NEW YORK (Jan. 7)
In the fog of divisiveness that has often engulfed black-Jewish relations since the heyday of the Civil Rights movement, we must often peer long and hard to discern examples of harmony that can be used as lessons to teach our children about unity.
The decision, however, to join the 1998 Salute to Israel Parade in May with the annual march to commemorate Dr. Martin Luther King Jr. along New York City’s Fifth Avenue, is one example that shines through the mist.
The amicable resolution of a potential conflict connotes stellar cooperation between these two communities. But also, the combining of celebrations can – – and should — serve as a focal point for classroom discussion on ties between the Jewish state and one of America’s great leaders when we celebrate Martin Luther King Day at this 50th anniversary year of the State of Israel.
The ties between King and Israel are real and documented. I believe exploring them within the context of a school environment would go a long way toward sensitizing children — our next generation of community activists — to the idea of black-Jewish connectedness.
I further believe that thoughtful and well-planned lessons, followed up by participation in the May 17 Israel/King joint parade event, can help bring students to an understanding that values intrinsic to each community are shared by both.
Therefore, in an effort to promote that understanding, here are some facts about Dr. King and his relationship with the land and people of Israel. It is my hope to one day see this information incorporated into a school curriculum that meaningfully bridges the modern divide between two peoples who are, in actuality, historically linked and spiritually united.
1. King was a believer in Old Testament prophets, and felt a special kinship with Israel. He most likely found special meaning in these words of Amos (9:13- 15), since he incorporated the verses’ theme into a sermon he delivered at the Cathedral of St. John the Divine on May 17, 1956:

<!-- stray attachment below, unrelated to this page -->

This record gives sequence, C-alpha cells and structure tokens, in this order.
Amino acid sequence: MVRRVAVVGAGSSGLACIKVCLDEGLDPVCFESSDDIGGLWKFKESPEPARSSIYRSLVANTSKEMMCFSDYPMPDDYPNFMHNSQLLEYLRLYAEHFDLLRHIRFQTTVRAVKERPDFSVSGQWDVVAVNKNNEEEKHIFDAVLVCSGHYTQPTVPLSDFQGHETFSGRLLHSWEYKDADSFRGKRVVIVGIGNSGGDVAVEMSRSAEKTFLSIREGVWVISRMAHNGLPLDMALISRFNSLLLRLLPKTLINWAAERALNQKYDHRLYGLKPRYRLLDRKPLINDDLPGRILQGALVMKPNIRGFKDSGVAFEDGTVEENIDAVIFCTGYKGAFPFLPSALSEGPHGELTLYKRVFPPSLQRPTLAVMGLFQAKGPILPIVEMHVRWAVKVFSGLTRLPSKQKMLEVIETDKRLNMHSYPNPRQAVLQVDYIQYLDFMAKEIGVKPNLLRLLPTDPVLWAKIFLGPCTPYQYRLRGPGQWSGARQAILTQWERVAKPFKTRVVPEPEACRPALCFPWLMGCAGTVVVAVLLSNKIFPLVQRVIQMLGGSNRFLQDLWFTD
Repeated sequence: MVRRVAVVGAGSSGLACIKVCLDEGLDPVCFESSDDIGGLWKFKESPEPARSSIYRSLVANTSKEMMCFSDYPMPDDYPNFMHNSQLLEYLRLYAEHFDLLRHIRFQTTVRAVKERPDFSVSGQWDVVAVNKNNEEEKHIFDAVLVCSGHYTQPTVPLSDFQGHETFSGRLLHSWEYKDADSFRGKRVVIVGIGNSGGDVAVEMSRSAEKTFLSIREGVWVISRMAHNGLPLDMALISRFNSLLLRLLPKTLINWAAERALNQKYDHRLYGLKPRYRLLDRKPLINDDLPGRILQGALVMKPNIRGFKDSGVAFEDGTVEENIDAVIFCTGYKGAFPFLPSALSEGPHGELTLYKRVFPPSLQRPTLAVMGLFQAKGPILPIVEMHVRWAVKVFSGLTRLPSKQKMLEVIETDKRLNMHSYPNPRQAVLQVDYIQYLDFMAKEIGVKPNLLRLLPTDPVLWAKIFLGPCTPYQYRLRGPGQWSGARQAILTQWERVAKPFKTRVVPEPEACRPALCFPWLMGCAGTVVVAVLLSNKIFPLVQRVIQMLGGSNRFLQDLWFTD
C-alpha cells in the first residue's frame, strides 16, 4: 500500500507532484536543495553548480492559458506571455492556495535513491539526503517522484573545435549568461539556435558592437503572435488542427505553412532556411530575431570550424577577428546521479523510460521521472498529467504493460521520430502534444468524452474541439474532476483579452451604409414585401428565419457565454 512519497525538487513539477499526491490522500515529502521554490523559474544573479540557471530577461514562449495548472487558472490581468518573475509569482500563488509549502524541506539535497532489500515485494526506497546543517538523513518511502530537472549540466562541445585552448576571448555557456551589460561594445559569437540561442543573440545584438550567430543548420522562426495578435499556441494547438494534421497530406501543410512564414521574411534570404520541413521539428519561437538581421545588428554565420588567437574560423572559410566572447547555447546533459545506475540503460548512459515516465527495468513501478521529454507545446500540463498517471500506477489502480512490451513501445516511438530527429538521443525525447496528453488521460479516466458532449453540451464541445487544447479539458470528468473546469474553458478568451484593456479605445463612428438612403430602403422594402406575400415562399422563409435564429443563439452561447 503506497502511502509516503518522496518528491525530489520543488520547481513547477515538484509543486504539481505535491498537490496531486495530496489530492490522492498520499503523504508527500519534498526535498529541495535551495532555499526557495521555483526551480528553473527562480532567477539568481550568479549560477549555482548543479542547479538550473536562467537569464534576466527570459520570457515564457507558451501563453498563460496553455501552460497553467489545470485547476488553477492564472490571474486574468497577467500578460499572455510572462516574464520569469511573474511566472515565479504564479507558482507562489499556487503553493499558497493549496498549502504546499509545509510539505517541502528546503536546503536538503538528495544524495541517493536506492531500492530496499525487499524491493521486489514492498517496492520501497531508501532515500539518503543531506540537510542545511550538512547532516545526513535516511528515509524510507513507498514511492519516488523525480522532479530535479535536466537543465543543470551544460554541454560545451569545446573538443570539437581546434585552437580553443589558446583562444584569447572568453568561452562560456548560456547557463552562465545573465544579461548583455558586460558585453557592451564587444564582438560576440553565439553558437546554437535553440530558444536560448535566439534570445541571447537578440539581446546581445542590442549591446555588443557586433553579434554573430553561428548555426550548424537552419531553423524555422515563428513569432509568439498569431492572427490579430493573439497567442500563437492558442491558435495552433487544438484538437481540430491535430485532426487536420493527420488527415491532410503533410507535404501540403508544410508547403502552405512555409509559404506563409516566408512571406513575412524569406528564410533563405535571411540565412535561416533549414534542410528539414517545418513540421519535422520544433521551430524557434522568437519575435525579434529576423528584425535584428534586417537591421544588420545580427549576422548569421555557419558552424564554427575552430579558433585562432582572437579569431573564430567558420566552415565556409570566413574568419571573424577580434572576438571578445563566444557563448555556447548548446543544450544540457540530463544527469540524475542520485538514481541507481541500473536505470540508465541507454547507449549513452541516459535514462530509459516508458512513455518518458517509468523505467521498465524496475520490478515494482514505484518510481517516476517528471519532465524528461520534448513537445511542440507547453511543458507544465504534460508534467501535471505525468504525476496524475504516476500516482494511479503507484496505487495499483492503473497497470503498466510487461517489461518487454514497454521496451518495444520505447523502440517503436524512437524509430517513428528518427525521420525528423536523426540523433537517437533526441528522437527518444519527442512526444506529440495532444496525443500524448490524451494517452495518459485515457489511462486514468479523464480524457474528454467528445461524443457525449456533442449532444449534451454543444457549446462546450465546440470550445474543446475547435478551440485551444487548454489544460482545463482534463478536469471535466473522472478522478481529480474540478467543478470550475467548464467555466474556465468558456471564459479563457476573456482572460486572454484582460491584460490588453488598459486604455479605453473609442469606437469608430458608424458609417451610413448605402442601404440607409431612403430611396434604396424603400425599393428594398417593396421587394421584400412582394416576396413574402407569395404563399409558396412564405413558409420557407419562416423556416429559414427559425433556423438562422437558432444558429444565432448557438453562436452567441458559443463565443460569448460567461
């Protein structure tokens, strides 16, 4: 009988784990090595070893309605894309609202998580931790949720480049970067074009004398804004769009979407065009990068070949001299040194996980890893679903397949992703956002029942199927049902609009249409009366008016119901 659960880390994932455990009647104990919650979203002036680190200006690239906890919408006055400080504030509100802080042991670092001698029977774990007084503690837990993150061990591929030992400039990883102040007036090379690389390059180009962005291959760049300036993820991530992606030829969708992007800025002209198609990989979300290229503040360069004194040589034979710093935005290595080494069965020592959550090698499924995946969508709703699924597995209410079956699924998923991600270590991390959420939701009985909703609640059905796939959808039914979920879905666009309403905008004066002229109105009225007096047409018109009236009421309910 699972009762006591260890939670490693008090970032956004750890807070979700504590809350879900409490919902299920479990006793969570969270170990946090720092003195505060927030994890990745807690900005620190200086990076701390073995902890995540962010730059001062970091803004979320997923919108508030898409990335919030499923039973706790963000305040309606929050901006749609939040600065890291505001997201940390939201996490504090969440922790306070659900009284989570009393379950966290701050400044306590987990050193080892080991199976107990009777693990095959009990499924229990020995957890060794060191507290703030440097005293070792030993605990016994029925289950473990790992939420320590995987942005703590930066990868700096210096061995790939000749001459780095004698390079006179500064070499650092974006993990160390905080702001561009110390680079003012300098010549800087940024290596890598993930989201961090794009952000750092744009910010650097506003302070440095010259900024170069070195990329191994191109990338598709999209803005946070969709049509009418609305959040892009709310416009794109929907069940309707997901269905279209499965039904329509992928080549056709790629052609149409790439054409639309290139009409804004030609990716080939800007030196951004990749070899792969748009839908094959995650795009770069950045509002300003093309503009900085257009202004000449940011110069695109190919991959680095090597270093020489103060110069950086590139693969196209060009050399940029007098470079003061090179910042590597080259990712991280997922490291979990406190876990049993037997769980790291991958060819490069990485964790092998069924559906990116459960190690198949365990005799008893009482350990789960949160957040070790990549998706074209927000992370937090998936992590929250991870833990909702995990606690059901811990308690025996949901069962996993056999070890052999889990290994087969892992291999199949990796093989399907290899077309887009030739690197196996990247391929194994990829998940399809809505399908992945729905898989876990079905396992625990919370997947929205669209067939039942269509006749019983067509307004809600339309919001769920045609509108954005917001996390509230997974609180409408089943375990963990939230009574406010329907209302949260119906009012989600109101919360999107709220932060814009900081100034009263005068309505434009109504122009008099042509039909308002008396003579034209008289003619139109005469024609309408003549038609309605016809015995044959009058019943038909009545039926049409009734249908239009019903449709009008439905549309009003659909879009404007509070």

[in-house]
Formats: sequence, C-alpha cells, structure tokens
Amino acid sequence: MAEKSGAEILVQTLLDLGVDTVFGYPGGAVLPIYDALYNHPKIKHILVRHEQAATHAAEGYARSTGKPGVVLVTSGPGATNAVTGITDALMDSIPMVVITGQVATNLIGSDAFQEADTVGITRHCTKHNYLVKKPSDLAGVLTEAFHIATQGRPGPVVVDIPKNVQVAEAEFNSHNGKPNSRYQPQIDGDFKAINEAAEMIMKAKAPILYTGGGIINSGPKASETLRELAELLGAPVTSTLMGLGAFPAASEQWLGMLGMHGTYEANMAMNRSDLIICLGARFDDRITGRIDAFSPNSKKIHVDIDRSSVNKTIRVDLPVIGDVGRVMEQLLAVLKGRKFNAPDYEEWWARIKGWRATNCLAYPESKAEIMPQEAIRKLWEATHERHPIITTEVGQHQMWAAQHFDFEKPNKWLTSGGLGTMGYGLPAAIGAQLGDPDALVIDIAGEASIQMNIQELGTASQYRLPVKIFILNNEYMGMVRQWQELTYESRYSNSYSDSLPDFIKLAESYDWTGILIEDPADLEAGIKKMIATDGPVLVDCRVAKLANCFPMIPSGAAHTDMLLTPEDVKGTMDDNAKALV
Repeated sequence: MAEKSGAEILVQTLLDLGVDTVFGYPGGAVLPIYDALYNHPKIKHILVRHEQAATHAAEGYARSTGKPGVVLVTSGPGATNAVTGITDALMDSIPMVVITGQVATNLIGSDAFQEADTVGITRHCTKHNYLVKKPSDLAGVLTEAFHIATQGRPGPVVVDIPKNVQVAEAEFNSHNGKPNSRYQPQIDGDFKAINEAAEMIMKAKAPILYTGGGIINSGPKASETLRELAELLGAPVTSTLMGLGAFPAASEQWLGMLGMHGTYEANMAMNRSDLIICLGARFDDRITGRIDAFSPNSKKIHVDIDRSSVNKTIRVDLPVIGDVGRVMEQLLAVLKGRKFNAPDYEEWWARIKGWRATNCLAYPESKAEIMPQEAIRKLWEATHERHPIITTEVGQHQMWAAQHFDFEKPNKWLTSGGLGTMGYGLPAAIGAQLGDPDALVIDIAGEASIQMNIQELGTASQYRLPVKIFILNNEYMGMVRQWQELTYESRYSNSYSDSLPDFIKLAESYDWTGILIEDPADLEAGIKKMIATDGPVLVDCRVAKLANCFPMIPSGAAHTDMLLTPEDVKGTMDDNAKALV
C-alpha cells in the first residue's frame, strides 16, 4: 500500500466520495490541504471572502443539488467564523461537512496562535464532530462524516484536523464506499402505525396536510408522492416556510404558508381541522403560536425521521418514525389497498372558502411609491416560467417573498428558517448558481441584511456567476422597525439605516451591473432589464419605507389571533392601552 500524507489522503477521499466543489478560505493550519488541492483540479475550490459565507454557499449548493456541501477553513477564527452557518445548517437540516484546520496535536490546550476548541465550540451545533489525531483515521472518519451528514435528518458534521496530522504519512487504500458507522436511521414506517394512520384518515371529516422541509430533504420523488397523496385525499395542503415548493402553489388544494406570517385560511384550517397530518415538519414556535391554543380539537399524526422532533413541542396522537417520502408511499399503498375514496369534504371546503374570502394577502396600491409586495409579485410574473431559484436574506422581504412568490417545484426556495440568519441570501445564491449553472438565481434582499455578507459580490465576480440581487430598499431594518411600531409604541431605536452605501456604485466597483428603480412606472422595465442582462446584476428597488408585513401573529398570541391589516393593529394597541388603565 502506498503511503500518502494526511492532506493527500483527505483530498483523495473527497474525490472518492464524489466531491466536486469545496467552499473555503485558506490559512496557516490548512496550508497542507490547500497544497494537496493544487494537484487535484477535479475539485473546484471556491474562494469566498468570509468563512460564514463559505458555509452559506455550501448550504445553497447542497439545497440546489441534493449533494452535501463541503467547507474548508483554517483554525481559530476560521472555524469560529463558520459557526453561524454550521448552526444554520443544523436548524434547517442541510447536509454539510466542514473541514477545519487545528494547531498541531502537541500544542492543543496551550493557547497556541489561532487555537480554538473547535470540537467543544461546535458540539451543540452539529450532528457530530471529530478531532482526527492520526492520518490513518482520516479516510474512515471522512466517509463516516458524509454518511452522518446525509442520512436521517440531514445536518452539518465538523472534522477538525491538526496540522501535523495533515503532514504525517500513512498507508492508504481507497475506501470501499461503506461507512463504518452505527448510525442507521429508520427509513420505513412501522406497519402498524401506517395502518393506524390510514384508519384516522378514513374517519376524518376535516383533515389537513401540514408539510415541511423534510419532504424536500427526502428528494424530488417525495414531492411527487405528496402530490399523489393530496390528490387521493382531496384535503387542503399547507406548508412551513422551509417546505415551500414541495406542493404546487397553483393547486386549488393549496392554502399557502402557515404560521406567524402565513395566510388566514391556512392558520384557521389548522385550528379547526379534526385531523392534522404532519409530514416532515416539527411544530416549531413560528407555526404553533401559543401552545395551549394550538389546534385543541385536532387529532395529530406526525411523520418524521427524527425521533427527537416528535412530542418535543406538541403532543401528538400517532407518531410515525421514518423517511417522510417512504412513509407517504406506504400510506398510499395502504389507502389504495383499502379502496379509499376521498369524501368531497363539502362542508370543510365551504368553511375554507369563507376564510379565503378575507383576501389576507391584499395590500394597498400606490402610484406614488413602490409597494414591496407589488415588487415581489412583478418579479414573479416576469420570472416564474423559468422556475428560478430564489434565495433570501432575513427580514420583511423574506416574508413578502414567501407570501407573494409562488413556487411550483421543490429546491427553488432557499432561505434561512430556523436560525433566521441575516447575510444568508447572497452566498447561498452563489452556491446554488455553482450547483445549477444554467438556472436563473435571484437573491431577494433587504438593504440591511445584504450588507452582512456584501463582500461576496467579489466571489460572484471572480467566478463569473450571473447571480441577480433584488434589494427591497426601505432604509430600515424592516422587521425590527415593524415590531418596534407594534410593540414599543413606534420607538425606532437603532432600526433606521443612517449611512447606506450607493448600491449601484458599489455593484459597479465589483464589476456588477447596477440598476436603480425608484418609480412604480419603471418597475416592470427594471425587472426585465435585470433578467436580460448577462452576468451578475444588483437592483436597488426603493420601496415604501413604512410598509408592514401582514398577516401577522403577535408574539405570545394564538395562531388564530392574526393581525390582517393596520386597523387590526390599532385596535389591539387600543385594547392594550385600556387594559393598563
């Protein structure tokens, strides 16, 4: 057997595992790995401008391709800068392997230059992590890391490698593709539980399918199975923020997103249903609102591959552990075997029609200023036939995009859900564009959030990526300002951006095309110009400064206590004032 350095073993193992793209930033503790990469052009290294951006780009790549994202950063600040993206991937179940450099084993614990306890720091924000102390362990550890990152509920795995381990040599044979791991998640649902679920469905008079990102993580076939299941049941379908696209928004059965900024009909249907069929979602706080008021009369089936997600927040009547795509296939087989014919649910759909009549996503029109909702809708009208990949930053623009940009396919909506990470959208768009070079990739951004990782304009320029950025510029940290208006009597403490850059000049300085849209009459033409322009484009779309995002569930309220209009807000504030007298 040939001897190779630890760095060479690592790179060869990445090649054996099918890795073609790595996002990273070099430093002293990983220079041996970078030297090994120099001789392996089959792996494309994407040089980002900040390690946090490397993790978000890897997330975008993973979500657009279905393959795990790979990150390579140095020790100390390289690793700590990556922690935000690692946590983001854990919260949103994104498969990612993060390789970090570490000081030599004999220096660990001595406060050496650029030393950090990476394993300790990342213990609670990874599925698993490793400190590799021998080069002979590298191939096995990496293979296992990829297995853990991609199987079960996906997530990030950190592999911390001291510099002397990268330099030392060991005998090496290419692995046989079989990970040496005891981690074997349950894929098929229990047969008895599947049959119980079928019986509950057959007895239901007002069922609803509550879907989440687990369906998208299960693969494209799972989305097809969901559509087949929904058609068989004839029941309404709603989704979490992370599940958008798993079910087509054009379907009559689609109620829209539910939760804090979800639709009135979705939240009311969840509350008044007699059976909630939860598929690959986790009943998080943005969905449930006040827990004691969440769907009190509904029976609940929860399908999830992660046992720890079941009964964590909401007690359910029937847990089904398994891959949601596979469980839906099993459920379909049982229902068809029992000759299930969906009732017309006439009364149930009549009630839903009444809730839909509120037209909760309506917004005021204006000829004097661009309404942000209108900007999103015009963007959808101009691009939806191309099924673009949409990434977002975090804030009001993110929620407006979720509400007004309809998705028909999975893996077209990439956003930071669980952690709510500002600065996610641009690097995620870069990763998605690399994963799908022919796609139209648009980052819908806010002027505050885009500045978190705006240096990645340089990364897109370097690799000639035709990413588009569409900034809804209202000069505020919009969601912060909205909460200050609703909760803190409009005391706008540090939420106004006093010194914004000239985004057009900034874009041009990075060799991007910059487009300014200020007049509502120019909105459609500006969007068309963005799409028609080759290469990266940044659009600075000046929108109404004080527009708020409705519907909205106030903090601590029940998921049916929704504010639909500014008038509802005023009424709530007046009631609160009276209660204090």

“`I will restore the fortunes of my people Israel, and they shall rebuild the ruined cities and inhabit them; they shall plant vineyards and drink their wine, and they shall make gardens and eat their fruit. I will plant them upon their land, and they shall never again be plucked up out of the land which I have given them,’ says the Lord your God.”
On that day, King preached: “There is something in the very nature of the universe which is on the side of Israel in its struggle with every Egypt.”
2. In 1964, after King was awarded the Nobel Prize for Peace, Ben-Zion Ilan, the American representative of the Histadrut, sent him an invitation to visit Israel:
“May I, on this felicitous occasion, repeat our hope that you will soon be able to implement your visit to Israel as the guest of Histadrut.”
Unfortunately, King was unable to make the trip in 1964, but three years later, during a trip to Africa, King entered what is today’s West Bank, under the auspices of his Jordanian hosts. Those same hosts prevented him from going into Israel itself.
3. In 1966, prior to the Africa trip, his associate, Andrew Young, was in Israel to develop protocols for a 5,000-man pilgrimage encompassing both Israel and Jordan. According to Young:
“I flew to Tel Aviv where I was to negotiate arrangements for a 5,000-person pilgrimage to the Holy Land conceived by Martin and Dr. Sandy Ray, a prominent Baptist minister in New York City. Israel alone lacked sufficient hotel space to accommodate a tour of this scale, and I had to drive to Jordan to make arrangements there as well. I negotiated with both sides for the opening of the Mandelbaum Gate in Jerusalem and to allow our party to pass between Israel and Jordan through Jerusalem. I found officials in the Israeli and Jordanian tourism offices to be highly receptive to our plans. Both Israel and Jordan agreed to cooperate to build an amphitheater on the Sea of Galilee, where Martin would preach from the water..”